On March 11, 2013, the US District Court for the Central District of California granted Lee Tillett, Inc.’s (Tillett) motion for preliminary injunction preventing Boldface Group, Inc. (Boldface), which sells the makeup line Khroma Beauty by Kourtney, Kim, and Khloe Kardashian, from using the mark KHROMA. Boldface has appealed the order to the Ninth Circuit.

As previously reported by Arent Fox, Boldface partnered with the Kardashians to launch Khroma Beauty, a makeup line featuring a variety of cosmetics available through several retail stores. The company filed two federal trademark applications for the marks KHROMA BEAUTY BY KOURTNEY, KIM AND KHLOE and KARDASHIAN KHROMA. After receiving a cease and desist letter from Tillett, the owner of US Registration No. 4,079,066 for the mark KROMA covering cosmetics, Boldface filed an action for declaratory judgment before the US District Court for the Central District of California. Tillett responded by filing a motion for preliminary injunction.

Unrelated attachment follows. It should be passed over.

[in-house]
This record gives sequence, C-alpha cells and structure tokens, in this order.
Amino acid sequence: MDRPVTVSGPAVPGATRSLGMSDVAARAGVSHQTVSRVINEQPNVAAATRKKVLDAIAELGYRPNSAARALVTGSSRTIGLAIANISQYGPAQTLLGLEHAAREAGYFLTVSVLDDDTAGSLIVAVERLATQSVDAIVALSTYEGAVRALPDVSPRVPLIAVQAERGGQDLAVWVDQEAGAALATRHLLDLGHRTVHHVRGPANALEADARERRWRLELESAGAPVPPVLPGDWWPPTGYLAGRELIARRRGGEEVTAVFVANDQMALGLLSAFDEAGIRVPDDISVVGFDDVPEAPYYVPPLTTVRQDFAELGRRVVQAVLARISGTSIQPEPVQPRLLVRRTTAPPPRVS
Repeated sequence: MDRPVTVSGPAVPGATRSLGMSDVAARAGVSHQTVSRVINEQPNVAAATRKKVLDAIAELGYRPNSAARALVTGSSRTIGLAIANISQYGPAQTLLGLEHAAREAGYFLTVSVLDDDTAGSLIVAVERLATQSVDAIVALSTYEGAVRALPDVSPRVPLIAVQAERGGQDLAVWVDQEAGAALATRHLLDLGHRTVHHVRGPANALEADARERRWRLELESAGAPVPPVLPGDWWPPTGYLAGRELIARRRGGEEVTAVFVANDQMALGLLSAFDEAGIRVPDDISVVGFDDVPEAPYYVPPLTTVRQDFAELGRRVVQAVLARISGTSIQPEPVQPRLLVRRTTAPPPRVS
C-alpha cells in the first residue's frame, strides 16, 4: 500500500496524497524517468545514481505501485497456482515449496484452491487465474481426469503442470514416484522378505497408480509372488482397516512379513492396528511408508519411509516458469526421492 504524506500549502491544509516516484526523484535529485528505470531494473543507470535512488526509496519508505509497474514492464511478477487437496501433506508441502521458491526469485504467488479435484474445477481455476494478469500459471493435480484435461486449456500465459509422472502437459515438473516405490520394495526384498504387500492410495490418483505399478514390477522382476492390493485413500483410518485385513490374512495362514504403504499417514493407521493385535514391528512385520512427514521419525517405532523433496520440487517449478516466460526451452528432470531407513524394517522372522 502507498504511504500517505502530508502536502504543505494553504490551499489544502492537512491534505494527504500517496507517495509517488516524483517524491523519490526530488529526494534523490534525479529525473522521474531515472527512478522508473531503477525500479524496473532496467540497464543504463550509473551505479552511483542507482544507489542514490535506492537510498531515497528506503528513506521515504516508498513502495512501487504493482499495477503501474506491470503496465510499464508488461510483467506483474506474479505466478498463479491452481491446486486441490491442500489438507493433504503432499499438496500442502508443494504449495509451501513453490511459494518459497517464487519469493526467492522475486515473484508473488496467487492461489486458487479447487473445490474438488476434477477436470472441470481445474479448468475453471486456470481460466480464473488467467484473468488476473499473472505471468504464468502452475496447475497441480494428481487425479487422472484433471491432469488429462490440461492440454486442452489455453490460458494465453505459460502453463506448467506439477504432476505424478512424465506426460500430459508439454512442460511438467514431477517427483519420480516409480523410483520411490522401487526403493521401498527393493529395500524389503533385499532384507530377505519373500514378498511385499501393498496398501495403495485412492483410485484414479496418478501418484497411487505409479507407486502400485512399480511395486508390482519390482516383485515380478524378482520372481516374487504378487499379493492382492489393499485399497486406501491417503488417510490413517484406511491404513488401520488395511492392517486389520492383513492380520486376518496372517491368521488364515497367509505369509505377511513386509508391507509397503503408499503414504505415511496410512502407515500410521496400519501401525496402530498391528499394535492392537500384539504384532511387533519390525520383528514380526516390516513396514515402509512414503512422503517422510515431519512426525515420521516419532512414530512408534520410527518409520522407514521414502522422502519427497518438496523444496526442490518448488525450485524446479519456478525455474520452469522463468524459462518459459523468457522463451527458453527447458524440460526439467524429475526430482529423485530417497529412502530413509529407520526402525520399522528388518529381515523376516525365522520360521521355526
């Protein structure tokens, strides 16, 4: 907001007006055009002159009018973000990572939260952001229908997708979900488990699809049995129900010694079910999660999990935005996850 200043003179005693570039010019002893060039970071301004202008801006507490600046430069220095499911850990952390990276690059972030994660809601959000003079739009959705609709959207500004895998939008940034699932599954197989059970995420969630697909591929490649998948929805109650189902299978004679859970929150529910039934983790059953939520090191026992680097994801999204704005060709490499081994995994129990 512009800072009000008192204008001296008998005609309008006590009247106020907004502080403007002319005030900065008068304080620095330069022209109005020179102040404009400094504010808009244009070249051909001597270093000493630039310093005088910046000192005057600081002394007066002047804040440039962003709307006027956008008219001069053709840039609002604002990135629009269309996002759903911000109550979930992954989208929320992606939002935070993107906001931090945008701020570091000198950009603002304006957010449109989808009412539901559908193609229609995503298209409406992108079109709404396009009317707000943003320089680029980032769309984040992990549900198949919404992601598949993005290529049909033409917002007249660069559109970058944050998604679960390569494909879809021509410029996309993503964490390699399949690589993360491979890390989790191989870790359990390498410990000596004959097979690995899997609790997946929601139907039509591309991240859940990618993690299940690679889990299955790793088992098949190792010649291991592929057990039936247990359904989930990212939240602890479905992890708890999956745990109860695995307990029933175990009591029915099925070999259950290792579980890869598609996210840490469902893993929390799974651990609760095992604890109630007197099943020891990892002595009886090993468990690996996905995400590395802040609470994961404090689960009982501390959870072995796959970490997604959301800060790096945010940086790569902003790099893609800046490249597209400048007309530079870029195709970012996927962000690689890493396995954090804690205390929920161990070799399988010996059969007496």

Noting that Tillett’s ownership of a federal registration for the KROMA mark provided a presumption of validity, the court found that the visual, phonetic, and connotative similarities between the marks, as well as the clear overlap in products and instances of actual confusion, all supported a finding of likelihood of confusion between Boldface’s and Tillett’s marks. Moreover, because Boldface had actual knowledge of Tillett’s rights in the KROMA mark and yet chose to launch the KHROMA line, the court noted that Boldface’s intent weighed in favor of a likelihood of confusion. Since Tillett demonstrated actual irreparable harm through loss of business opportunities, customers, and goodwill, the court granted a preliminary injunction, but agreed to stay entry of the order to allow Boldface to file an appeal with the Ninth Circuit. Boldface subsequently filed its appeal.

This case continues to highlight the importance of carefully selecting and clearing a mark before adoption to avoid future conflicts. Moreover, while cease and desist letters are often a useful tool to address conflicts, companies should be mindful that the content of the letters and responses to these letters can be used as evidence in litigation proceedings.